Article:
31 December 2004

posted by benjy edwards

We took the last day of the year to brew our third clone of Burning River Pale Ale from Great Lakes Brewery.  At 70+ IBU, it’s hoppier than the commercial version, but uses the same hops, Northern Brewer and Cascade.  A couple
of points shy of the OG, ours reached 1.060.  It was the first time we used the portable water filter setup, with an unfiltered side for the counterflow chiller water and general cleaning.  It worked well, but the design needs modification so that it’s mounted better on the brewing structure.

The Commemoration Ale was racked to secondary on the same day.  We also used the new refractometer while brewing, which enabled us to approximate the specific gravity of the mash, the final runnings, and the wort before and during the boil.  The OG on the refractometer differed from the hydrometer reading, so maybe the refractometer needs to be more carefully calibrated.

18 December 2004

posted by benjy edwards

Another brewing Saturday.  This recipe was somewhat inspired by Sierra Nevada Celebration Ale, although really only the hops are true to the recipe.  I modified the grain bill by removing crystal malt, and adding 8 pounds of Munich, 2 pounds of wheat, and half a pound of aromatic.  The grist now reflects something like a German bock, but heavily hopped at about 70 IBU with Chinook and Cascade.  Named Boathouse Commemoration Ale, the OG was 1.070, and pitched onto the Dry English and English Ale yeasts from last week’s Boathouse Bitter.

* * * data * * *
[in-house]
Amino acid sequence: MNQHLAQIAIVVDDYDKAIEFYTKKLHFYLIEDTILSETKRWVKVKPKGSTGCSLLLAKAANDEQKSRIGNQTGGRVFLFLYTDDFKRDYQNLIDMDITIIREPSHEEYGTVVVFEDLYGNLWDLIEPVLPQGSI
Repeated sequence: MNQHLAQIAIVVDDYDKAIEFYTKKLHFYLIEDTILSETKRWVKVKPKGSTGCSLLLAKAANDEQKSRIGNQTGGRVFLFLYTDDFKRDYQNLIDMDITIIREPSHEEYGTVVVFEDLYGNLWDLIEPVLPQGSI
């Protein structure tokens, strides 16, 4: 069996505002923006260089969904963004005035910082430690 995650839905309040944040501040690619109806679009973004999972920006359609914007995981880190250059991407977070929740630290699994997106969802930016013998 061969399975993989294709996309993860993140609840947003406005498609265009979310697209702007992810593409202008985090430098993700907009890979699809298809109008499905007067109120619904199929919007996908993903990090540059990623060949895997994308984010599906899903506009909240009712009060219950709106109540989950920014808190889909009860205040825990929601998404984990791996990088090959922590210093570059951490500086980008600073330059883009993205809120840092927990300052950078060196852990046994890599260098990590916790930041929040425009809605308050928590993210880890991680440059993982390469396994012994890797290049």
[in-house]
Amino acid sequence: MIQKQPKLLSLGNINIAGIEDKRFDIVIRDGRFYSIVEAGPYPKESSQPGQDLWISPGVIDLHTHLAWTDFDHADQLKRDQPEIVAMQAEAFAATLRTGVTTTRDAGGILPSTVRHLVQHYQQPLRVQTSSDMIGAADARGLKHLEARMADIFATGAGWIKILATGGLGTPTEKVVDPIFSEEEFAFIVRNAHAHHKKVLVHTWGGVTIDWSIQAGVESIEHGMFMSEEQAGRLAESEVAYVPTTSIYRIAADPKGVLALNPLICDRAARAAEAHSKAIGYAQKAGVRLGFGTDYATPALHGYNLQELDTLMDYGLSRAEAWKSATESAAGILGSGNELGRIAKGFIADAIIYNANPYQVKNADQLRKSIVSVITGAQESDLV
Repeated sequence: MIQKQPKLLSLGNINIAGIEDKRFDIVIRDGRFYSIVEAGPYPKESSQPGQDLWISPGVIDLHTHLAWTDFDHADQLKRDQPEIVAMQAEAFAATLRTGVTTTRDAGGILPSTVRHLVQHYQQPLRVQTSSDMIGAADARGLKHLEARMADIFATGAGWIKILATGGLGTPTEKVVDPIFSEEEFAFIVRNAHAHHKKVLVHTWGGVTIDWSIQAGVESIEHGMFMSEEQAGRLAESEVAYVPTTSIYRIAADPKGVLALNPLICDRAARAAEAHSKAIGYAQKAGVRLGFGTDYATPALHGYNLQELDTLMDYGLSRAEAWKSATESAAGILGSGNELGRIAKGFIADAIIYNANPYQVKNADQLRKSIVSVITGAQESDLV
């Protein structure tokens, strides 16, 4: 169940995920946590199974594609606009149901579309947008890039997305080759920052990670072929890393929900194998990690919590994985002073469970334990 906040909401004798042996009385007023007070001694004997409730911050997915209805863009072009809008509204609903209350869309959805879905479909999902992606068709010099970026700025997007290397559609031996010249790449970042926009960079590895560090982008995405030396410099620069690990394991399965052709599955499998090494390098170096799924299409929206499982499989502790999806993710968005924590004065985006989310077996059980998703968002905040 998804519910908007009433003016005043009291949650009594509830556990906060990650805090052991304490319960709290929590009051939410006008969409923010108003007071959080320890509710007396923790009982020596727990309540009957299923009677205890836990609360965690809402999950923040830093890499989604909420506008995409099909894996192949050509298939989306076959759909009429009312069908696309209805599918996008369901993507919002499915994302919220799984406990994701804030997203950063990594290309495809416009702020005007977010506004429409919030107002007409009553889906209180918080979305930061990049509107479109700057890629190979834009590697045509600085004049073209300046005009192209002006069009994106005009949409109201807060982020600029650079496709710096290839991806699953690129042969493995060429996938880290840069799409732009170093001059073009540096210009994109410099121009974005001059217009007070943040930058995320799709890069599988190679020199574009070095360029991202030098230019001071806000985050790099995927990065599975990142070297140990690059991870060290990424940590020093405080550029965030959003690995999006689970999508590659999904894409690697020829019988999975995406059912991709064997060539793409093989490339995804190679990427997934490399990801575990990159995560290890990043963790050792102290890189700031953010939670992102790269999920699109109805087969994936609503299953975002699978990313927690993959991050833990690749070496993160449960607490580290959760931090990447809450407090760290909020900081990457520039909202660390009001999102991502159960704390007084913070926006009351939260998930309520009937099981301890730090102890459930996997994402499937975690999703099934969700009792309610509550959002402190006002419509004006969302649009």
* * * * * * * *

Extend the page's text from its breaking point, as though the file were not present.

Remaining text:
The Boathouse Bitter was racked from the primary to the firkin, with 6 ounces of Kent Goldings plugs.  The gravity was 1.020, so no need for any primings.  The firkin will be tapped on Thursday, 23 December, but it was sampled on Saturday and found to be a very good beer.

11 December 2004

posted by benjy edwards

We brewed the Boathouse Bitter today, destined for the firkin.  Gravity was higher than target (OG 1.055), hopped mainly with First Gold plugs, with some Kent Golding plugs added at 5 minutes for aroma.  The yeast was two new vials that I started on Thursday, the English Ale and Dry English Ale.  In a week we’ll rack both carboys to the firkin and dry hop with plugs.

We also kegged two beers, the Christmas Ale and a brown ale brewed by John Brush.  The Christmas ale will be tapped tomorrow, since the season rapidly approaches.  Neither of the beers were dry-hopped, and both were force-carbonated.